When a Ugandan legislator introduced a bill last year in that nation's parliament that would punish homosexuality with lengthy prison terms and, in some cases, the death penalty, some American religious conservatives and right wingers condemned the bill, admittedly with some prodding, as harsh and punitive. Not the Family Research Council, apparently.
According to a lobbying disclosure form that was filed with the Secretary of the Senate on April 12 of this year, the council lobbied on House Resolution 1064 in the first quarter of 2010.
The resolution, which was introduced in February by Howard Berman, a Democrat who represents San Fernando and surrounding areas, expresses the “sense of the House of Representatives that the ‘Anti-Homosexuality Bill, 2009’ under consideration by the Parliament of Uganda...threatens the protection of fundamental human rights.”
It has 62 cosponsors and was referred to the House Committee on Foreign Affairs where it languishes. The council had an opinion on the resolution and it appears that the right wing group opposed it. In its lobbying disclosure, the council described the resolution as “Ugandan Resolution Pro-homosexual promotion”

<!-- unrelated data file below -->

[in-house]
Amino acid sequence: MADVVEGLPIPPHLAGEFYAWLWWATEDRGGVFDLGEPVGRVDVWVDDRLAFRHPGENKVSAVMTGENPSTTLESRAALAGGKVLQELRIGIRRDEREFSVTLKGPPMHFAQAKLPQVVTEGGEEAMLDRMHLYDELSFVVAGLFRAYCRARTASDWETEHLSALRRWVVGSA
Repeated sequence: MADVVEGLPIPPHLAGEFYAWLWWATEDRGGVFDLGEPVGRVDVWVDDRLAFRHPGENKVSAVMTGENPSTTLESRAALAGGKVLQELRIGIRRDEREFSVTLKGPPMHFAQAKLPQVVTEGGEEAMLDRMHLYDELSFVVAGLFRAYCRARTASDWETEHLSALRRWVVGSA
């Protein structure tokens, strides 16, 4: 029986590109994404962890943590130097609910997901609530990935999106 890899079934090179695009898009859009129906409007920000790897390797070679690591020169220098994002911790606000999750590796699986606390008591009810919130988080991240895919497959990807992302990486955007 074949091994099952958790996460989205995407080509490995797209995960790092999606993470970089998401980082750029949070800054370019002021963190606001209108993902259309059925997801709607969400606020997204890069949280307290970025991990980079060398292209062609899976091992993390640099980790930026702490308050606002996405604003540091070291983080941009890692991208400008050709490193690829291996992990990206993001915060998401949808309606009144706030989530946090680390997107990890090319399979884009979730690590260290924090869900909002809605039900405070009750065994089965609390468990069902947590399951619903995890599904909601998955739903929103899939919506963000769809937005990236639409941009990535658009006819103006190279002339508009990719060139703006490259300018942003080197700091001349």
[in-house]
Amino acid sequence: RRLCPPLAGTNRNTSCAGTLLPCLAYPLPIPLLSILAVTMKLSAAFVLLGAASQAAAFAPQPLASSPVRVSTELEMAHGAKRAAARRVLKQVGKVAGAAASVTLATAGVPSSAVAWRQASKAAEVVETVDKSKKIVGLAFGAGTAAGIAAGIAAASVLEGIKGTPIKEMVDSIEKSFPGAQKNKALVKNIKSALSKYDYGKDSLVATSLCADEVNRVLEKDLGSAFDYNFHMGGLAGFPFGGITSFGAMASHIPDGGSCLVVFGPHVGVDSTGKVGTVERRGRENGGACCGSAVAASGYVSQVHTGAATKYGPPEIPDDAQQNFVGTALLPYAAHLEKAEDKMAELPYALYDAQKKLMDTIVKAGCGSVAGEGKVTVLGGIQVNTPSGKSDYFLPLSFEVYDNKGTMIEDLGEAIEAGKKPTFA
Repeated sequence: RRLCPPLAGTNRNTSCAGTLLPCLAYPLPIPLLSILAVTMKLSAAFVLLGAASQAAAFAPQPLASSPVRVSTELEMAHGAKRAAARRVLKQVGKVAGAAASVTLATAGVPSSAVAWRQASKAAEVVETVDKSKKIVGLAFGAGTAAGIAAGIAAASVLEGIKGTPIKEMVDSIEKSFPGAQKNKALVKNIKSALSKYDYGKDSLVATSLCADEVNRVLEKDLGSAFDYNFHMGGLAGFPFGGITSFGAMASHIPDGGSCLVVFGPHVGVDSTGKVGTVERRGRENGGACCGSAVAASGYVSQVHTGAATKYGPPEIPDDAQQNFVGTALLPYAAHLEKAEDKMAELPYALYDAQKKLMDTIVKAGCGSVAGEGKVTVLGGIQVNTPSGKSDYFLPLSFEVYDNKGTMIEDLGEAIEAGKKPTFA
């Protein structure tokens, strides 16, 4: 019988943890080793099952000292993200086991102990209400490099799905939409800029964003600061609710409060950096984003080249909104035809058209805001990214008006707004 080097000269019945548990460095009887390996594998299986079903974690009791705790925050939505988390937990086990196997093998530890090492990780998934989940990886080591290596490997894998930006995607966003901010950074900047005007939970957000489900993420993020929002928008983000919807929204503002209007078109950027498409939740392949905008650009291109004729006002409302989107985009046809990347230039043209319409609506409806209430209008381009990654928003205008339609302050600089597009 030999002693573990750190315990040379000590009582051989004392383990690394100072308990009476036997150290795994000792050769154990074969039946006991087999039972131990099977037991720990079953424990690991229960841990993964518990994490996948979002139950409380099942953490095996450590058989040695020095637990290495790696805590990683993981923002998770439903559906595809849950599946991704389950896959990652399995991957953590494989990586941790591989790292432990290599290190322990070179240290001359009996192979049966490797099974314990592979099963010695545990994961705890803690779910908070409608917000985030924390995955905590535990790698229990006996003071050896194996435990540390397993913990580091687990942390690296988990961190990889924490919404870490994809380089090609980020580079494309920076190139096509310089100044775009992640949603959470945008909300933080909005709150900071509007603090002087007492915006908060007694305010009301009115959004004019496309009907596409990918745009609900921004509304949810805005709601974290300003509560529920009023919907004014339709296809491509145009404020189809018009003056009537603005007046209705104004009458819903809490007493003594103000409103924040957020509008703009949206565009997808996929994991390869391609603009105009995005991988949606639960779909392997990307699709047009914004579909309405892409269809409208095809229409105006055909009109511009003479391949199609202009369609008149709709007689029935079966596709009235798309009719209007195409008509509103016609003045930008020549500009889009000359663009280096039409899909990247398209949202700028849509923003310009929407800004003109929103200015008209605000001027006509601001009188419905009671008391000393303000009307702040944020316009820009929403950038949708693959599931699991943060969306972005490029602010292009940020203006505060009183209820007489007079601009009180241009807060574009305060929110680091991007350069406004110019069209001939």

Paul J. Tripodi, the council’s vice president of administration, did not respond to an email seeking an explanation, but following the February 4 National Prayer Breakfast where President Barack Obama said the Ugandan legislation was among “odious laws that are being proposed,” Tony Perkins, the council’s president, published a podcast on the council’s web site, frc.org, saying “The press has widely mischaracterized the law which calls for the death penalty, not for homosexual behavior which is already a crime, but for acts such as intentionally spreading HIV/AIDS, or preying upon vulnerable individuals such as children, which has been a problem in Uganda for years because the large number of orphans.”
In fact, the Uganda bill, which has not yet received a vote in that country’s parliament, punishes homosexuality with a life sentence and a “serial offender” faces the death penalty.
A number of American religious conservatives who associated with the Ugandan government, including three proponents of purported cures for homosexuality who peddled their propaganda in Uganda in 2009, were essentially shamed into distancing themselves from the bill when it was reported in this country. It seems the staff at the Family Research Council do not feel shame.